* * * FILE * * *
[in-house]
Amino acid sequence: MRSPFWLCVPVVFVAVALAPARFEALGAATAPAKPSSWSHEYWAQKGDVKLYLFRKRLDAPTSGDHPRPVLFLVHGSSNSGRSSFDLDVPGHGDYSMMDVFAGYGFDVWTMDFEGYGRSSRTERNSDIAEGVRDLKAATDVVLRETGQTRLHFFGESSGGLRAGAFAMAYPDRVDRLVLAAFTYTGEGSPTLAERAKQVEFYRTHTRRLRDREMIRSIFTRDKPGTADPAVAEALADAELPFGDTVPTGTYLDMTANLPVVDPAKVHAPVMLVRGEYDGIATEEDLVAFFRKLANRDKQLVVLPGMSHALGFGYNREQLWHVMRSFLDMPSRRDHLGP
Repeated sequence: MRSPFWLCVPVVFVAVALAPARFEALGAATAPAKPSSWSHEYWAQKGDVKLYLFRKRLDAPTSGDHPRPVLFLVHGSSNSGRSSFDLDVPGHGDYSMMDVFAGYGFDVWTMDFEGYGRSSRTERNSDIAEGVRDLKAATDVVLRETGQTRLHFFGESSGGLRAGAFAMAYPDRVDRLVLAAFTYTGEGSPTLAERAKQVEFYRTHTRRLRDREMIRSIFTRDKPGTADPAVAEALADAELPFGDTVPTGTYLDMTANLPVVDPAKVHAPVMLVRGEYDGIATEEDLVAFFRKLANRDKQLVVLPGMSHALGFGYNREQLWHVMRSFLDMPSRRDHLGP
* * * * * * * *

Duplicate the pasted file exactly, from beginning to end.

[in-house]
Amino acid sequence: MRSPFWLCVPVVFVAVALAPARFEALGAATAPAKPSSWSHEYWAQKGDVKLYLFRKRLDAPTSGDHPRPVLFLVHGSSNSGRSSFDLDVPGHGDYSMMDVFAGYGFDVWTMDFEGYGRSSRTERNSDIAEGVRDLKAATDVVLRETGQTRLHFFGESSGGLRAGAFAMAYPDRVDRLVLAAFTYTGEGSPTLAERAKQVEFYRTHTRRLRDREMIRSIFTRDKPGTADPAVAEALADAELPFGDTVPTGTYLDMTANLPVVDPAKVHAPVMLVRGEYDGIATEEDLVAFFRKLANRDKQLVVLPGMSHALGFGYNREQLWHVMRSFLDMPSRRDHLGP
Repeated sequence: MRSPFWLCVPVVFVAVALAPARFEALGAATAPAKPSSWSHEYWAQKGDVKLYLFRKRLDAPTSGDHPRPVLFLVHGSSNSGRSSFDLDVPGHGDYSMMDVFAGYGFDVWTMDFEGYGRSSRTERNSDIAEGVRDLKAATDVVLRETGQTRLHFFGESSGGLRAGAFAMAYPDRVDRLVLAAFTYTGEGSPTLAERAKQVEFYRTHTRRLRDREMIRSIFTRDKPGTADPAVAEALADAELPFGDTVPTGTYLDMTANLPVVDPAKVHAPVMLVRGEYDGIATEEDLVAFFRKLANRDKQLVVLPGMSHALGFGYNREQLWHVMRSFLDMPSRRDHLGP